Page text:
Following "United" theme, there is also "Simple Menu" launcher for KDE Plasma 5.9. It's minimal, a smaller form of full screen menu; it's also clean, showing all applications at once. Honestly, it's UI is similar to Pantheon Menu in elementary OS but including categories. If you like horizontal-oriented menu, Simple Menu is suitable for you. It's available to install from KDE Store. Thanks to Sho for creating Simple Menu.
  • A Simple KDE Twitter Plasmoid
    This KDE Twitter Plasmoids offers a simpler alternative to a desktop Linux twitter app like Choqok. See tweets, send tweets, and check mentions.
  • Telegram desktop client for flatpak #2
    Some time ago I posted a blog post about how I packed telegram desktop client for flatpak. I’ve been updating it since then in some reasonable intervals as I don’t have time to update it more often and mostly because the telegram client’s build system breaks my build quite oftenly. Recently I discovered that someone managed to patch telegram to use system Qt libraries instead of building own patched Qt and building linking it statically. After some time I managed to adjust those patches and make them work with my build which allows me to use Qt from KDE runtimes. Here are new instructions how to get this work:
  • Building the latest greatest for Android AArch64 (with Vulkan teaser)
    Let’s say you got a 64-bit ARM device running Android. For instance, the Tegra X1-based NVIDIA Shield TV. Now, let’s say you are also interested in the latest greatest content from the dev branch, for example to try out some upcoming Vulkan enablers from here and here, and want to see all this running on the big screen with Android TV. How do we get Qt, or at least the basic modules like QtGui, QtQuick, etc. up and running on there?
  • Qt Quick WebGL Streaming
    WebGL Streaming is optimized for Qt Quick and allows you to run remote Qt Quick applications in a browser.

SUSE Leftovers

  • OBS got the power!
    Old build workers, rack mounted Old build workers, rack mounted One year after introducing a new kind of Open Build Service worker machines, the “lambkins”, the openSUSE Build Service got a big hardware refresh. The new machines, sponsored by SUSE, are equipped with: 2,8GHz AMD Opteron Processors (6348) 256 GB RAM one 120 GB SSD Four of them are located in a chassis with a height of 2 units and run 12-16 workers on them (virtual machines, that are building packages). That new build power allowed us to remove some of old machines from the pool. The unified hardware makes the management of the machines a lot easier now, even if there are still the most powerful old machines left.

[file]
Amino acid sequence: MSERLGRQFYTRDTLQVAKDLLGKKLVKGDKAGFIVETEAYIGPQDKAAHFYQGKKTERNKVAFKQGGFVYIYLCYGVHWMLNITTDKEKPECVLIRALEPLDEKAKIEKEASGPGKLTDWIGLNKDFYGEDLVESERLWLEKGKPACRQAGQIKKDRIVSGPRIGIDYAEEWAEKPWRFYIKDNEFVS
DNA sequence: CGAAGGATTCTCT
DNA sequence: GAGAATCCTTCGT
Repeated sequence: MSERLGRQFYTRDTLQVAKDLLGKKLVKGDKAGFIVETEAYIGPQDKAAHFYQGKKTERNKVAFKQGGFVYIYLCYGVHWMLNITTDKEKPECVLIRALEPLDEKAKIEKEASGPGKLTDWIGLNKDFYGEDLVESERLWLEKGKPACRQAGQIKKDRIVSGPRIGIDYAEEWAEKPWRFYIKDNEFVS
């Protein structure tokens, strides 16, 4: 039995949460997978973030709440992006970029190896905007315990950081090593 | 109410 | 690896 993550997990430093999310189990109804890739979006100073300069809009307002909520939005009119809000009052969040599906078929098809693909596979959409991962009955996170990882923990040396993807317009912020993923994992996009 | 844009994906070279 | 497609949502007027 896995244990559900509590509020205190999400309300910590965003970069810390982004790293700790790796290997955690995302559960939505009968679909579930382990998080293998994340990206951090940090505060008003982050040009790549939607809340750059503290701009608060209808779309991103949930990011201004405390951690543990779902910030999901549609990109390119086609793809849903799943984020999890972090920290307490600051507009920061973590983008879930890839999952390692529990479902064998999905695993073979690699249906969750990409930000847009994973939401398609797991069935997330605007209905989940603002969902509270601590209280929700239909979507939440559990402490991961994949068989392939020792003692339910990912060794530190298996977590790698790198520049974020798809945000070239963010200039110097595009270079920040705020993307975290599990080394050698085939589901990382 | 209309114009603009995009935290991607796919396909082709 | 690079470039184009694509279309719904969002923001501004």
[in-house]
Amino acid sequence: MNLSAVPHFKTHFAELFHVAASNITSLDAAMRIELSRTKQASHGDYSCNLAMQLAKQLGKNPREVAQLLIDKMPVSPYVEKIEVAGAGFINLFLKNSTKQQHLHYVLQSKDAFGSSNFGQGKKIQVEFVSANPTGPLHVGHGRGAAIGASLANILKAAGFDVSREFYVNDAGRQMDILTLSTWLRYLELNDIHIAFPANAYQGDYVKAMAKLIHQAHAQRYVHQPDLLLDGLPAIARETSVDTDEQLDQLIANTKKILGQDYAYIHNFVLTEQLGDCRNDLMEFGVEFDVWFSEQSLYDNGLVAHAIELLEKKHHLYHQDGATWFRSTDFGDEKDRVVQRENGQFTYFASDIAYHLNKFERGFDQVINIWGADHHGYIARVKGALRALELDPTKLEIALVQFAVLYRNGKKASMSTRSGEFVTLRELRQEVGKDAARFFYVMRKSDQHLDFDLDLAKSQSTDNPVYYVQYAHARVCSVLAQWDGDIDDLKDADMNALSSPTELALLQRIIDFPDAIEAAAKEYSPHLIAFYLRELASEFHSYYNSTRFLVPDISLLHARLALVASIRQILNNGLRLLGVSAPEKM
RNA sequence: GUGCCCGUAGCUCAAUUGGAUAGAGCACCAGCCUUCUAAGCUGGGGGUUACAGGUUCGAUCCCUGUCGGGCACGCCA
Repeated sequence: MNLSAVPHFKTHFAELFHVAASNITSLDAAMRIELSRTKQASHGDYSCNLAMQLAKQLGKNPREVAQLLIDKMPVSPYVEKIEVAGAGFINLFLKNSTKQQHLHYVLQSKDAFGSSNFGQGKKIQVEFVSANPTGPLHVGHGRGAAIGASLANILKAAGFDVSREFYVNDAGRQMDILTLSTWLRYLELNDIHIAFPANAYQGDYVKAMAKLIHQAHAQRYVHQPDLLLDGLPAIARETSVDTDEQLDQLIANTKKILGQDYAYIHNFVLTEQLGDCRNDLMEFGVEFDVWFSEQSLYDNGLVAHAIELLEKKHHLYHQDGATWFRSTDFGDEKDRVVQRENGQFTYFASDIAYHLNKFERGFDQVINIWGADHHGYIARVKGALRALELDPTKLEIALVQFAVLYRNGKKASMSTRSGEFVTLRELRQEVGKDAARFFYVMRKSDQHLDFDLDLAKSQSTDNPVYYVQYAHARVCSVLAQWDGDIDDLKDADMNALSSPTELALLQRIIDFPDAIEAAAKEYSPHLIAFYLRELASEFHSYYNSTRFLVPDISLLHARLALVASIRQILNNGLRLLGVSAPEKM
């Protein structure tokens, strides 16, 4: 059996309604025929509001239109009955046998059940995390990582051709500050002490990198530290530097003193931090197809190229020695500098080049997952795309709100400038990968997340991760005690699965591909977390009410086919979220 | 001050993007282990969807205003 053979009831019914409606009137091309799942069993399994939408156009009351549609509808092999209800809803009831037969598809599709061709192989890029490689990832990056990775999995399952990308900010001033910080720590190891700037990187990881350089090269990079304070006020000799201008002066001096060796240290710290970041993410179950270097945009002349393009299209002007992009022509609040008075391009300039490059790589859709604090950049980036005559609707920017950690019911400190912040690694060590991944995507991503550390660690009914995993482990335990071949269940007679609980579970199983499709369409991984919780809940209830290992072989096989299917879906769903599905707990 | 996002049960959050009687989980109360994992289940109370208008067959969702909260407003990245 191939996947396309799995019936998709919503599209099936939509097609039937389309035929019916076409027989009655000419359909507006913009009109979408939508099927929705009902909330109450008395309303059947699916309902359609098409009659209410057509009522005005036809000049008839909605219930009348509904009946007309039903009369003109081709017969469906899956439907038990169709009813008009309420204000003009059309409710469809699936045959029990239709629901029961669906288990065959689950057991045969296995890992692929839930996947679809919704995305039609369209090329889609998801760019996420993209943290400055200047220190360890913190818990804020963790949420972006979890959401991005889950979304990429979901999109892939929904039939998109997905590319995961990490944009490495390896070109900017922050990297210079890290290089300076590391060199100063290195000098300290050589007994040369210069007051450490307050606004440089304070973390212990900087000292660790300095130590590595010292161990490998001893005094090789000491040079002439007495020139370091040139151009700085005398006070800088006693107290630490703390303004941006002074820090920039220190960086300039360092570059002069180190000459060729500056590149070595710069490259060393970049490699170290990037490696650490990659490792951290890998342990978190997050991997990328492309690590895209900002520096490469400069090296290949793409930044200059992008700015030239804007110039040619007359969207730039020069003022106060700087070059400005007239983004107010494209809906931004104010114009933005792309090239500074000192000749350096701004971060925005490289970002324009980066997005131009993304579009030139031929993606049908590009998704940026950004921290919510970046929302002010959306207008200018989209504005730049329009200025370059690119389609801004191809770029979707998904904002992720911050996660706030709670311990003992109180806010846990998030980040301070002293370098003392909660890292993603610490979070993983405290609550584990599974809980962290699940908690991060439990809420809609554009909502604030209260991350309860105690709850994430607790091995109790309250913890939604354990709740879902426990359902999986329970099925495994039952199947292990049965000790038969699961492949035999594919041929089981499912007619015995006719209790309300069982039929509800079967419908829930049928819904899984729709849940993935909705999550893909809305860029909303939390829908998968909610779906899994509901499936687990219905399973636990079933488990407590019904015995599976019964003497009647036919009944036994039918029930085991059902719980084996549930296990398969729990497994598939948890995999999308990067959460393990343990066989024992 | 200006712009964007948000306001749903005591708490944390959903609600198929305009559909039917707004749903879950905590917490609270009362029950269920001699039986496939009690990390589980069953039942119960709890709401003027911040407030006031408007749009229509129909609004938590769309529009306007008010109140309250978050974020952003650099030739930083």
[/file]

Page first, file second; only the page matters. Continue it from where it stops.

• openSUSE Heroes December meeting – final results
    While we had some fun and good food and drinks, we also managed to discuss a lot during the three days in the Nuremberg headquarter. This was needed because this was the first time that the Heroes came together in their current form. In the end, we managed to do no coding and even (nearly) no administration – but instead we started to discuss our (internal and external) policies and work flows – and did some decisions regarding the next steps and the future of the openSUSE infrastructure.
  • New and improved Inqlude web site
    During last year's Summer of Code I had the honor of mentoring Nanduni Indeewaree Nimalsiri. She worked on Inqlude, the comprehensive archive of third party Qt libraries, improving the tooling to create a better structured web site with additional features such as categorization by topic. She did an excellent job with it and all of her code ended up on the master branch. But we hadn't yet made the switch to change the default layout of the web site to fully take advantage of all her work. As part of SUSE's 15th Hack Week, which is taking place this week, I took some time to change that, put up some finishing touches, and switch the Inqlude web site to the new layout. So here we are. I proudly present the new improved home page of Inqlude.

Benchmarks Of Ubuntu 17.04 Beta vs. Antergos, Clear Linux, openSUSE Tumbleweed

For those curious how Ubuntu 17.04 is shaping up, considering this week was the "beta" release for participating flavors, I decided to take a fresh Ubuntu 17.04 x86_64 daily ISO and see how its performance compares to Ubuntu 17.10, Clear Linux 13600, Antergos 17.2, and openSUSE Tumbleweed. Read more